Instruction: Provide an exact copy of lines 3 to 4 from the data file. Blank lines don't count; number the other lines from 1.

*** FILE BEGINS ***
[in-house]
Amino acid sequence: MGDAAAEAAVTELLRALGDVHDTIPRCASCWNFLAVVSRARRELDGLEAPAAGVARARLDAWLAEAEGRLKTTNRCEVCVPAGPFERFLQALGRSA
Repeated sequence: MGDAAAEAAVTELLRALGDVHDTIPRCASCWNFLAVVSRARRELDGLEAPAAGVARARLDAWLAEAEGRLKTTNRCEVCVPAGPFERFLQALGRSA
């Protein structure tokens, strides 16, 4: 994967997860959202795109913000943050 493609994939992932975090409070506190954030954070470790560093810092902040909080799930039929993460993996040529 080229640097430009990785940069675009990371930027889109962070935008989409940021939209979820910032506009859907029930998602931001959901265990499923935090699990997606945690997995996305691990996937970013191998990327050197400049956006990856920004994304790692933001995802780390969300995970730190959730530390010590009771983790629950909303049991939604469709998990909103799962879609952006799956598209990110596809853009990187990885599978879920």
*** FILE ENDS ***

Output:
Repeated sequence: MGDAAAEAAVTELLRALGDVHDTIPRCASCWNFLAVVSRARRELDGLEAPAAGVARARLDAWLAEAEGRLKTTNRCEVCVPAGPFERFLQALGRSA
């Protein structure tokens, strides 16, 4: 994967997860959202795109913000943050 493609994939992932975090409070506190954030954070470790560093810092902040909080799930039929993460993996040529 080229640097430009990785940069675009990371930027889109962070935008989409940021939209979820910032506009859907029930998602931001959901265990499923935090699990997606945690997995996305691990996937970013191998990327050197400049956006990856920004994304790692933001995802780390969300995970730190959730530390010590009771983790629950909303049991939604469709998990909103799962879609952006799956598209990110596809853009990187990885599978879920």